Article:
EU to meet Kyoto protocol but miss 2020 targets

7th October 2011


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IEMA

The EU will meet its obligations under the Kyoto agreement, but member states are not doing enough to hit its goal of a 20% reduction by 2020, according to the European Environment Agency (EEA).

In three reports published today, the EEA estimates that despite an increase in greenhouse-gas (GHG) emissions during 2010, overall the 15 countries legally-bound by the Kyoto protocol to cut GHG emissions 8% on 1990 levels by 2012, will meet the target.

According to EEA, the economic recovery in 2010 and an unusually cold winter resulted in a 2.4% increase in GHG emissions, with outputs from the energy sector up 2.6%, and emissions from industry, for example cement, iron and steel production, up 7%.

However, emissions from the EU-15 are still estimated to be 10.7% lower in 1990, with the European commissioner for climate action, Connie Hedegaard, saying the reports showed the EU was making progress in decoupling emissions from GDP.

“Between 2008 and 2009, emissions fell by 7.1% in the EU-27, much more than the around 4% contraction in GDP,” she said. “However, last year's estimated 2.4% rise in emissions shows that we need to continue the decoupling process.”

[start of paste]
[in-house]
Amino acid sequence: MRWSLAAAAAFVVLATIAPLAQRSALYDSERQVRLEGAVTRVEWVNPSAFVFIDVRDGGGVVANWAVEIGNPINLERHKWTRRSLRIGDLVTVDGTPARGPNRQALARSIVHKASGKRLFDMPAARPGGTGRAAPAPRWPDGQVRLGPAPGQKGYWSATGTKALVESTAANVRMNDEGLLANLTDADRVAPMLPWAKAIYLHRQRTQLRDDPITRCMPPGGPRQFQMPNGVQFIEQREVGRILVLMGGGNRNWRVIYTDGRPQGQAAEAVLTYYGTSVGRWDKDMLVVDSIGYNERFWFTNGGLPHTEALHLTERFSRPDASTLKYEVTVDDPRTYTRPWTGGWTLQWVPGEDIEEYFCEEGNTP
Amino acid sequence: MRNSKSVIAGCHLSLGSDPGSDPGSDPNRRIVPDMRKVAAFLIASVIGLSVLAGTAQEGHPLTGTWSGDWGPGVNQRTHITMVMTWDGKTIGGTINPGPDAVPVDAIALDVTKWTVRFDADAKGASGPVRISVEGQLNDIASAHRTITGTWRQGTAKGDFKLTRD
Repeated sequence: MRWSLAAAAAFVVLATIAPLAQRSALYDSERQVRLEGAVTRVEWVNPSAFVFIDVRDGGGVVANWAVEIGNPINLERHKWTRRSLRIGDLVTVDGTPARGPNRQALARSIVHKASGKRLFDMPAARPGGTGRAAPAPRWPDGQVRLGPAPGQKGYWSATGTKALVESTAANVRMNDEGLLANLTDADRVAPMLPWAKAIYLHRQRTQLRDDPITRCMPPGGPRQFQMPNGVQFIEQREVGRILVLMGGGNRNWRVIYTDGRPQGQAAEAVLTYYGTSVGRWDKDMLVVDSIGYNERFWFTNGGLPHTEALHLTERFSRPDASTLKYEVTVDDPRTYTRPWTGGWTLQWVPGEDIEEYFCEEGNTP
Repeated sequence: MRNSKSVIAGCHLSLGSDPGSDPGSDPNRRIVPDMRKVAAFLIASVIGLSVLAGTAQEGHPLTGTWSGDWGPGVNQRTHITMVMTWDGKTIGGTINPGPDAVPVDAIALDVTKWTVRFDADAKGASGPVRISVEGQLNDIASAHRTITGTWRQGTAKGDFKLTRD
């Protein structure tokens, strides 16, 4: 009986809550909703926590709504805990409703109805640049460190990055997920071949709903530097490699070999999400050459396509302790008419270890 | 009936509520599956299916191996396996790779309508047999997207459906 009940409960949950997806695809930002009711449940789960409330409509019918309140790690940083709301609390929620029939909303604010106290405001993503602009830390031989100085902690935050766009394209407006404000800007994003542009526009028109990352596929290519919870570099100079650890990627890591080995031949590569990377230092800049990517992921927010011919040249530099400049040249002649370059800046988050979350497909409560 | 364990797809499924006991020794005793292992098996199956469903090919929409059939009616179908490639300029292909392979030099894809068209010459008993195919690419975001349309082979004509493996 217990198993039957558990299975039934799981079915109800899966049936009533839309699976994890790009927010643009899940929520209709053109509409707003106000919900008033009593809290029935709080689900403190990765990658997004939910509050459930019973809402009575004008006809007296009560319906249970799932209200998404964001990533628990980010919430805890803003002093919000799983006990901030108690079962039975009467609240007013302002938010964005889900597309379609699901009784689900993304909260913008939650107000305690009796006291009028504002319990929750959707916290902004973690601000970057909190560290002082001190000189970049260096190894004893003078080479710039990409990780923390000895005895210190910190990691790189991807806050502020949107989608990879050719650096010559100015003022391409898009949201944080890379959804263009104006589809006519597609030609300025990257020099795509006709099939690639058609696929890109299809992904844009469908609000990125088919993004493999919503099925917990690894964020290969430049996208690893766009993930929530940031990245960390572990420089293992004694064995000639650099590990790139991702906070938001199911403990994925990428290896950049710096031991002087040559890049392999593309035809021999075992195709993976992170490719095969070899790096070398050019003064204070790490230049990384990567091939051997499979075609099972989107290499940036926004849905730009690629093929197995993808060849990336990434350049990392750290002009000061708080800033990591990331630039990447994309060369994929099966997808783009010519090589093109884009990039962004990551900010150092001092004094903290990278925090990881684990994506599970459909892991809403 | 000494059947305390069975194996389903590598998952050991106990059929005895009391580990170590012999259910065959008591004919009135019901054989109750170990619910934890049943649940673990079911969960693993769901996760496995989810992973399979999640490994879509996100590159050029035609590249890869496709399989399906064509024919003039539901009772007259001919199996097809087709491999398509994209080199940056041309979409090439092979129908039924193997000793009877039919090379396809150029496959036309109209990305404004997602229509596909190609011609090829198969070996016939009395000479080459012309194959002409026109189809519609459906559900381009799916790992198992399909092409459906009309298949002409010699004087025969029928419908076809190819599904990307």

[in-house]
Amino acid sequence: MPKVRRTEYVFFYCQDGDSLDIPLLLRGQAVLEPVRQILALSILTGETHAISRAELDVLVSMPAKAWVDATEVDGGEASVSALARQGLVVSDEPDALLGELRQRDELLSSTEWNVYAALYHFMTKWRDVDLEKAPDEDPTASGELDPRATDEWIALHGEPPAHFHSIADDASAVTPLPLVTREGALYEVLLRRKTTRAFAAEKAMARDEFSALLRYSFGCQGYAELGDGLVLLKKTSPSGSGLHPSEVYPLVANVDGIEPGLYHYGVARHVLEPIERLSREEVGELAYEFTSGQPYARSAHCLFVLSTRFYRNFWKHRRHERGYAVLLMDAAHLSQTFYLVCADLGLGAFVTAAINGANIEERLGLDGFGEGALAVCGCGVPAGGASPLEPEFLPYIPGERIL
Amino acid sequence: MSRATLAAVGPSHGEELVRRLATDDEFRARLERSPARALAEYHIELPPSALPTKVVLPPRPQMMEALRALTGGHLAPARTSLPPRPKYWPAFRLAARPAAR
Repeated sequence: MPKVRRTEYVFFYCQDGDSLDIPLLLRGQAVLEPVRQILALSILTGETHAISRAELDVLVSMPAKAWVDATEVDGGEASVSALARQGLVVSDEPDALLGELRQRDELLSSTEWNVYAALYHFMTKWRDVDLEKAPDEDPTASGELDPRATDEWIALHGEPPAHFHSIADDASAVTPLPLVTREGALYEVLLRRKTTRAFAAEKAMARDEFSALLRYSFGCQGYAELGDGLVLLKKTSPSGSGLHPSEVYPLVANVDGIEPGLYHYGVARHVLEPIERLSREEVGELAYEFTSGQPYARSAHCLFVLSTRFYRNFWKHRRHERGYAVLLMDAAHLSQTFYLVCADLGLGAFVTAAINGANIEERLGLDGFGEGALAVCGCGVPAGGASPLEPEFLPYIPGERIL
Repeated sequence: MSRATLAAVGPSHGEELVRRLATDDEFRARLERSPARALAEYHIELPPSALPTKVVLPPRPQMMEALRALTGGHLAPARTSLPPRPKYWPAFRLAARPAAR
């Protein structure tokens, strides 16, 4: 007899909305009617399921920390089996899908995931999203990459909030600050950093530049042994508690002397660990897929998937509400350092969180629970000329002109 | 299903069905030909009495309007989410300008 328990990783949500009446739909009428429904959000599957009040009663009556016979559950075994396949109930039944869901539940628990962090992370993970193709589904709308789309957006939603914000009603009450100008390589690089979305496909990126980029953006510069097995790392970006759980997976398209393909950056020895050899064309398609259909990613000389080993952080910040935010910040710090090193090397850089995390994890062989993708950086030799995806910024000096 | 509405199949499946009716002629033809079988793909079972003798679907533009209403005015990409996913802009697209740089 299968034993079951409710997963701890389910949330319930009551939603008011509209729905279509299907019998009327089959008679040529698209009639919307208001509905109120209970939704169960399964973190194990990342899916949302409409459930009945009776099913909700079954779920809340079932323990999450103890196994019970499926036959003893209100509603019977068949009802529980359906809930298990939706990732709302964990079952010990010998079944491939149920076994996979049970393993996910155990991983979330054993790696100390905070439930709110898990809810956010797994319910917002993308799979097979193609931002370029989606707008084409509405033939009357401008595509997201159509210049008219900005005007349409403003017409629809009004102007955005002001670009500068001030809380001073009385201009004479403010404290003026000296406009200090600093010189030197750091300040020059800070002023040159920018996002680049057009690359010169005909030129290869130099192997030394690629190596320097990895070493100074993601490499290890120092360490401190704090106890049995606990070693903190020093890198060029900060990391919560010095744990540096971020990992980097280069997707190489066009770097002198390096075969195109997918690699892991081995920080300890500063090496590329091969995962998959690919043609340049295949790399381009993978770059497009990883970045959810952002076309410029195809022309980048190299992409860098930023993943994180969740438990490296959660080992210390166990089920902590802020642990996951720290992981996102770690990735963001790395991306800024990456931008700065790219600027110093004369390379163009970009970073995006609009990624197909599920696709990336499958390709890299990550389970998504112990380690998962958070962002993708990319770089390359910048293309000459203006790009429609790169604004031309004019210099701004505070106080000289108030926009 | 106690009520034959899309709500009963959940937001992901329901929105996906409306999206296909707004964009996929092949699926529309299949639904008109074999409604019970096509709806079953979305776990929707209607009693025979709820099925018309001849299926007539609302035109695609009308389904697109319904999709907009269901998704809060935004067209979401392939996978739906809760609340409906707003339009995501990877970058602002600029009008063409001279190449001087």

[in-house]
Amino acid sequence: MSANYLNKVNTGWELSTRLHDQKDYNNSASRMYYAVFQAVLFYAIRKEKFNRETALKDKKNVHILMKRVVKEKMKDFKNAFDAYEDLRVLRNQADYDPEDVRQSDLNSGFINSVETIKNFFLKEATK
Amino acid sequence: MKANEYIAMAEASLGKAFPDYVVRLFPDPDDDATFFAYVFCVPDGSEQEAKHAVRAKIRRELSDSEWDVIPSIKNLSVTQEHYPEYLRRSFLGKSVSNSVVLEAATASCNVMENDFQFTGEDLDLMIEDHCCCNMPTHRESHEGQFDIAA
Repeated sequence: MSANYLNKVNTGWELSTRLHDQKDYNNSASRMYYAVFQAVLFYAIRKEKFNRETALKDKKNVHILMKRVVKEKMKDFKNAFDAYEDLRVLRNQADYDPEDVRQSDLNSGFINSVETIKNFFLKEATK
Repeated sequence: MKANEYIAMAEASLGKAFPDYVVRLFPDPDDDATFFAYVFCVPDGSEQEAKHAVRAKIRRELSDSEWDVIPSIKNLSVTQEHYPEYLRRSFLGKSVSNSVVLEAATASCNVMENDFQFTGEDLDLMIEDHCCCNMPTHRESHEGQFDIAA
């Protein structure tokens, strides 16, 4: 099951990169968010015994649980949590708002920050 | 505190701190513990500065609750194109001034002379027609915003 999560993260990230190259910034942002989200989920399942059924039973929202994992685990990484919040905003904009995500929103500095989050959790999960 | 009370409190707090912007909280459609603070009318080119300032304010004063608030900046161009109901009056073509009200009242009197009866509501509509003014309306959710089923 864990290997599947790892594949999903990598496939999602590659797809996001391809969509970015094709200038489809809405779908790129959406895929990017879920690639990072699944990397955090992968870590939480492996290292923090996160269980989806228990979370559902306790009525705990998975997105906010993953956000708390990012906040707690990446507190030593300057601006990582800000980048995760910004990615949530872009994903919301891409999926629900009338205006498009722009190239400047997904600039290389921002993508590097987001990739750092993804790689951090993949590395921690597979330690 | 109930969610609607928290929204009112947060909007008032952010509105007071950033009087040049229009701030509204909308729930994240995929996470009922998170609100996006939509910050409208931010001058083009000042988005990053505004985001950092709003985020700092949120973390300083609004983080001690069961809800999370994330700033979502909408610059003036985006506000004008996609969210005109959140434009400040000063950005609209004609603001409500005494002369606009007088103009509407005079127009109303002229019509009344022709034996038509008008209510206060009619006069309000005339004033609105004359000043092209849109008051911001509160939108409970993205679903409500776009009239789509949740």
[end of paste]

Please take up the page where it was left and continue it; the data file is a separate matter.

While the economic climate was an important influence on the creation of emissions, says the EEA, EU and national policies are also contributing to the long-term decline in GHG emissions in Europe. It highlighted in particular moves to improve energy efficiency, the 8.8% increase in energy from renewable resources and the shift towards natural gas from more carbon intensive fossil fuels.

The EEA also estimates that 2010 saw a 2.3% drop in emissions from the waste sector in the EU-15 in 2010, due to the implementation of the Landfill Directive, and a 1.3% decrease in emissions from the agricultural sector, with the EU Common Agricultural Policy credited with helping to cut methane and nitrous oxides.

“Many different policies have played an active role in bringing down greenhouse gas emissions”, said Professor Jacqueline McGlade, EEA executive director.

“Besides renewable energy or energy efficiency, efforts to reduce water pollution from agriculture also led to emission reductions. This experience shows we can reduce emissions further if we consider the climate impacts of various policies more systematically.”

More worrying, however, were the agency’s conclusions about future emissions. According to its “Greenhouse gas emission trends and projections” report not only were existing approaches not enough to cut GHG emissions by 20% by 2020, but additional measures currently planned by European government’s would not be sufficient to meet targets.

“By 2020 member states must enhance their efforts to reduce emissions in non-EU emissions trading scheme sectors, such as the residential, transport or agriculture sectors,” the report concludes.

To read the reports in full visit the EEA website.

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